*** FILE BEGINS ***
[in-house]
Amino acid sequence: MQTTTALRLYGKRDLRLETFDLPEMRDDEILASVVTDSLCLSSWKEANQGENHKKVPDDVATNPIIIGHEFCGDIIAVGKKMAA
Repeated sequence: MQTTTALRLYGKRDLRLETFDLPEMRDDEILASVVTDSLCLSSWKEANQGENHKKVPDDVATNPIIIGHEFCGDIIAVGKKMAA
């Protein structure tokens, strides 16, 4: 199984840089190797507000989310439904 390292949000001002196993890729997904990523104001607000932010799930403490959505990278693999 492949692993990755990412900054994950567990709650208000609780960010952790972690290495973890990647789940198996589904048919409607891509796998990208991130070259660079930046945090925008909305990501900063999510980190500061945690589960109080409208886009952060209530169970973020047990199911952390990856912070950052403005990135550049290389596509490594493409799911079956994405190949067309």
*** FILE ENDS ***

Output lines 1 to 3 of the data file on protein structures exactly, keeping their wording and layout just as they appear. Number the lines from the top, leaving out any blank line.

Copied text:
[in-house]
Amino acid sequence: MQTTTALRLYGKRDLRLETFDLPEMRDDEILASVVTDSLCLSSWKEANQGENHKKVPDDVATNPIIIGHEFCGDIIAVGKKMAA
Repeated sequence: MQTTTALRLYGKRDLRLETFDLPEMRDDEILASVVTDSLCLSSWKEANQGENHKKVPDDVATNPIIIGHEFCGDIIAVGKKMAA